Andor have studied and characterised this sensor issue in detail and have developed and implemented an ‘anti-glow’ technology to suppress the effect of sensor glow on the image. The figure below shows a dark image of the GSense400BSI back-illuminated sensor with and without anti-glow technology – the difference it makes is stark and has enabled Andor to open up the full 2048 x 2048 array, while also allowing users to access exposure times up to several seconds.
Extended Dynamic Range and Superb Linearity
The innovative Dual Amplifier architecture of sCMOS sensors uniquely circumvents the need to choose between high or low gain amplifiers, in that signal can be sampled simultaneously by both high gain (low noise) and low gain (high capacity) amplifiers. As such, the lowest noise of the sensor can be harnessed alongside the maximum well depth, affording widest possible dynamic range. Uniquely for such a relatively small pixel design, this allows for dynamic range performance of 53,000:1 in Marana 4.2B-11.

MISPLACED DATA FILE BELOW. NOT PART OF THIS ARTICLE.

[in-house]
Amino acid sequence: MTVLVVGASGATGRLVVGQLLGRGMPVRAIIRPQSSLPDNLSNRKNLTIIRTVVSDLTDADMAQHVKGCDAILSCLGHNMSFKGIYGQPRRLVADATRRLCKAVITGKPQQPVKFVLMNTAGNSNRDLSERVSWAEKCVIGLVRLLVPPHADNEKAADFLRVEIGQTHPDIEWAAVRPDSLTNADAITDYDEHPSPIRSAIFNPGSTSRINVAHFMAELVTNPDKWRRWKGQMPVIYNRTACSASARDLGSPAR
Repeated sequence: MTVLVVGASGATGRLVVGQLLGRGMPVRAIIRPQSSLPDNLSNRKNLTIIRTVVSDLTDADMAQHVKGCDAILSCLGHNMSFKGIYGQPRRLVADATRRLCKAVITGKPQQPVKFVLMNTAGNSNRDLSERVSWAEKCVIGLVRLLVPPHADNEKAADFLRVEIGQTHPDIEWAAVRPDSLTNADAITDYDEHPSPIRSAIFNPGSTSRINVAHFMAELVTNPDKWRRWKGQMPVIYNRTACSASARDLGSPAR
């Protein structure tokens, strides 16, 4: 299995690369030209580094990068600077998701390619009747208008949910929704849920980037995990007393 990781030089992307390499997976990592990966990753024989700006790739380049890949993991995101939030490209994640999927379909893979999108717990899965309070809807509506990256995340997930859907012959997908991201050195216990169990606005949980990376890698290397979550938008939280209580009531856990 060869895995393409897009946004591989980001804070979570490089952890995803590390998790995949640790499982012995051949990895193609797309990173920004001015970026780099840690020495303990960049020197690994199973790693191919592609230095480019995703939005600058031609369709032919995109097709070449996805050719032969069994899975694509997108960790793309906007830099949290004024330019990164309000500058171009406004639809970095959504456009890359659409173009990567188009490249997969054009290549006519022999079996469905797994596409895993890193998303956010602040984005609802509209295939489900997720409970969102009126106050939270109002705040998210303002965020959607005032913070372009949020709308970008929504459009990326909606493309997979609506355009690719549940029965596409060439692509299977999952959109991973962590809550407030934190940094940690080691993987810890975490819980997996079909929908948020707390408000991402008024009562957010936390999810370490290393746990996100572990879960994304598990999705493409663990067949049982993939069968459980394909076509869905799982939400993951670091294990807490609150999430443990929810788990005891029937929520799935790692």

Furthermore, on-camera intelligence delivers a significant linearity advantage, providing unparalleled quantitative measurement accuracy across the full dynamic range.
The fast, low noise readout of Marana sCMOS is also ideal for massively extending dynamic range through rapid stacking (accumulation) of multiple frames. For example, the plot below shows Dynamic Range and Effective Well Depth as a function of the number of stacked (accumulated) frames, plotted for Marana 4.2B-6. A Dynamic Range of 188,280:1, and a corresponding Effective Well Depth of 1,650,000 electrons can be reached with only 30 stacked frames. At maximum frame rate, this number of accumulated frames takes only 0.4 secs to acquire, achieving > 2 fps. This capability is significant for a range of challenges across imaging and spectroscopic characterisations.
Fast Frame Rates
The sCMOS sensors in Marana 4.2B-6 and Marana 4.2B-11 have highly parallel readout architecture, facilitating high data readout rates and therefore fast frame rates. All columns possess their own Amplifier and Analogue to Digital Converter (ADC), meaning that all columns are read out in parallel. Region of Interest (ROI) can be utilized to considerably boost frame rates further.